Photo of an excavation site with a Danger Due To poster on a fence

Trenching and excavation work can be dangerous if proper procedures are not followed. Hazards include cave-ins, struck-by injuries, electrical contact, and slips, trips, and falls.

The Excavations section (Part III, s. 222 to 242) of the Construction Projects regulation (213/91) applies to all excavating and trenching operations. It identifies the various types of soils and specifies the type of shoring and timbering to be used for each. It spells out the precautions that must be taken before an excavation is begun and the requirements for trench support systems that must be designed by a professional engineer.

It is important to understand the difference between the terms trench and excavation.

An excavation is a hole left in the ground as the result of removing material.

A trench is an excavation in which the depth exceeds the width.




One of the biggest hazards related to trenching is the risk of cave-ins. An unstable trench can collapse, killing or injuring workers by suffocation or crushing when a worker is buried by falling soil. Trench stability is affected by a number of factors such as:

  • improper use or installation of support system or trench boxes
  • soil type and moisture content
  • weather
  • vibration
  • depth of the excavation
  • length of time the excavation is left open
  • surcharge (excessive weight near the excavation)
  • adjacent buildings and structures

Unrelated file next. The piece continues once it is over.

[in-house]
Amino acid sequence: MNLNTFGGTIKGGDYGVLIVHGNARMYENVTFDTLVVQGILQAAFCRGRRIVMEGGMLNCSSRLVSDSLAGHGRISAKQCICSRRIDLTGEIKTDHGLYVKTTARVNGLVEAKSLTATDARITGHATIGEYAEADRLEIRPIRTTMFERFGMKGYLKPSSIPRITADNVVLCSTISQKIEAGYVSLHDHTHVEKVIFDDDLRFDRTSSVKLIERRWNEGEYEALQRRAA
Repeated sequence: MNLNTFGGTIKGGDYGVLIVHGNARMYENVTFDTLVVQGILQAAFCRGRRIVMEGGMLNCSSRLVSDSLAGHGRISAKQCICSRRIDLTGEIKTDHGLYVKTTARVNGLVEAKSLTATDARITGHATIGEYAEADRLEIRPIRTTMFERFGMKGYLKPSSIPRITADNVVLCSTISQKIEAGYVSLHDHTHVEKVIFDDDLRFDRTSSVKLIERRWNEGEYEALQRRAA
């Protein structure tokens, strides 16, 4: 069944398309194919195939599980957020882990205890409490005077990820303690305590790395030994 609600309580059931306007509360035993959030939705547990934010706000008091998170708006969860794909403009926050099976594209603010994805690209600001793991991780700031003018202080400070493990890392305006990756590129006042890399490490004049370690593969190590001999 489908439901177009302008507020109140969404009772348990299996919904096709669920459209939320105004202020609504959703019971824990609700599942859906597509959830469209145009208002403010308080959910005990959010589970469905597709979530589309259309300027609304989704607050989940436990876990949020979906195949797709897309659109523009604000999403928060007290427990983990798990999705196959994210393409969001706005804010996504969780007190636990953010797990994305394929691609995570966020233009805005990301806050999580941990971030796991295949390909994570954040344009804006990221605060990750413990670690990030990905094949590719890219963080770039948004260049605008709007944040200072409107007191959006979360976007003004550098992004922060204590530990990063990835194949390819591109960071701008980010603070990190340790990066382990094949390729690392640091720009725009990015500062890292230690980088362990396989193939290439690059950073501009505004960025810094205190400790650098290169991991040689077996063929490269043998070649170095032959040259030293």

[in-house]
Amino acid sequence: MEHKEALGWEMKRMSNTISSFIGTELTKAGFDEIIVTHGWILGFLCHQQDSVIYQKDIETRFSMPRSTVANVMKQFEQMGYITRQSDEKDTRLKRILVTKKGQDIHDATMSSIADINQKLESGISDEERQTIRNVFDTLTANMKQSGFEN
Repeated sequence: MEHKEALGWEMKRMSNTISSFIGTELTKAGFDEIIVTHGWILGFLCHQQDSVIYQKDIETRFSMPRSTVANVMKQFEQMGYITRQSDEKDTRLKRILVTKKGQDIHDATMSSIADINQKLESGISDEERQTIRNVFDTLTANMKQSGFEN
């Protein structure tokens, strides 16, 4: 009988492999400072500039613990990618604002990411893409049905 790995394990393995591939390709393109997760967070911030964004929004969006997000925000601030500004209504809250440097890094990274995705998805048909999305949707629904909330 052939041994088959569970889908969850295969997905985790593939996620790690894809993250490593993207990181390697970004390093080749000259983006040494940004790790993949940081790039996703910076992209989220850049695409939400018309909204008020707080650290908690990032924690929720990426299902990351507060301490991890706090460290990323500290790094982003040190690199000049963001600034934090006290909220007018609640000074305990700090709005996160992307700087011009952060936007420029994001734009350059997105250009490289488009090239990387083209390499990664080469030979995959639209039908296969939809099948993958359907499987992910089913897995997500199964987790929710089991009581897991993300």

• existing foundations, and
  • previous excavations or soil disturbances.

There are three basic methods of protecting workers against excavation cave-ins:

  • sloping
  • shoring
  • trench boxes

Most fatal cave-ins occur on small jobs of short duration such as service connections and excavations for drains and wells. Too often people think that these jobs are not hazardous enough to require safeguards against collapse. Unless the walls are solid rock, never enter a trench deeper than 1.2 metres (4 feet) if it is not properly sloped, shored, or protected by a trench box.


Other Hazards

The risk of a cave-in is not the only hazard in trenching. Injuries and deaths are also related to other major areas:


IHSA Resources

Before excavating, the gas, electrical, and other services in the area must be accurately located and marked. If the service poses a hazard, it must be shut off and disconnected.

For more info, download the Trenching Hazards chapter of our Construction Health and Safety Manual.






Safety Talks

Conducting a five-minute safety talk is hands-on way to remind workers that health and safety are important on the job and can help workers recognize and control hazards.




External Resources